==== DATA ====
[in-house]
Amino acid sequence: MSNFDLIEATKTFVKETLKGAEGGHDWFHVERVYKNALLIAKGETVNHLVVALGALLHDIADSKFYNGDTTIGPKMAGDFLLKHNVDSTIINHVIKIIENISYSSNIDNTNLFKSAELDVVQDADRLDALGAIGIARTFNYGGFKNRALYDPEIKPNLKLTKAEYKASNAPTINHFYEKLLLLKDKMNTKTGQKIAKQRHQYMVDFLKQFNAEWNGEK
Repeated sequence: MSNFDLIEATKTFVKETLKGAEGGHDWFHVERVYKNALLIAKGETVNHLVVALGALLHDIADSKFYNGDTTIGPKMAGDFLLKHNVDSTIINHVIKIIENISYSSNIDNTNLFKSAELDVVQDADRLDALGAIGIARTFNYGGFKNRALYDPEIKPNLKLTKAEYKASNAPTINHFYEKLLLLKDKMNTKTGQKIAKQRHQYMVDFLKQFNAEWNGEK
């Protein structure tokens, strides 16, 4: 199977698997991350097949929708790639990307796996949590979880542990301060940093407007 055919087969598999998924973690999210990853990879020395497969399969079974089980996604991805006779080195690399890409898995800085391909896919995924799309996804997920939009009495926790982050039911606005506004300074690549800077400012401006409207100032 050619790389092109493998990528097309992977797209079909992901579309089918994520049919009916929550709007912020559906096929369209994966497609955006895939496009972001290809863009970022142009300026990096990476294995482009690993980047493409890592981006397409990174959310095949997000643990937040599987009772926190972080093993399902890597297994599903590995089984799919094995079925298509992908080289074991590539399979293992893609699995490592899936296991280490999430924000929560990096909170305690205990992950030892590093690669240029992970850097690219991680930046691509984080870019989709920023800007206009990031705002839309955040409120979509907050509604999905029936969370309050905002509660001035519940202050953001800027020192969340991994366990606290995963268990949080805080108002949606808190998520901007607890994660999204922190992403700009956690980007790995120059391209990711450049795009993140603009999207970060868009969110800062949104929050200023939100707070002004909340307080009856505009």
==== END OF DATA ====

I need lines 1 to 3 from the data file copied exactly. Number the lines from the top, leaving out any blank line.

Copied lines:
[in-house]
Amino acid sequence: MSNFDLIEATKTFVKETLKGAEGGHDWFHVERVYKNALLIAKGETVNHLVVALGALLHDIADSKFYNGDTTIGPKMAGDFLLKHNVDSTIINHVIKIIENISYSSNIDNTNLFKSAELDVVQDADRLDALGAIGIARTFNYGGFKNRALYDPEIKPNLKLTKAEYKASNAPTINHFYEKLLLLKDKMNTKTGQKIAKQRHQYMVDFLKQFNAEWNGEK
Repeated sequence: MSNFDLIEATKTFVKETLKGAEGGHDWFHVERVYKNALLIAKGETVNHLVVALGALLHDIADSKFYNGDTTIGPKMAGDFLLKHNVDSTIINHVIKIIENISYSSNIDNTNLFKSAELDVVQDADRLDALGAIGIARTFNYGGFKNRALYDPEIKPNLKLTKAEYKASNAPTINHFYEKLLLLKDKMNTKTGQKIAKQRHQYMVDFLKQFNAEWNGEK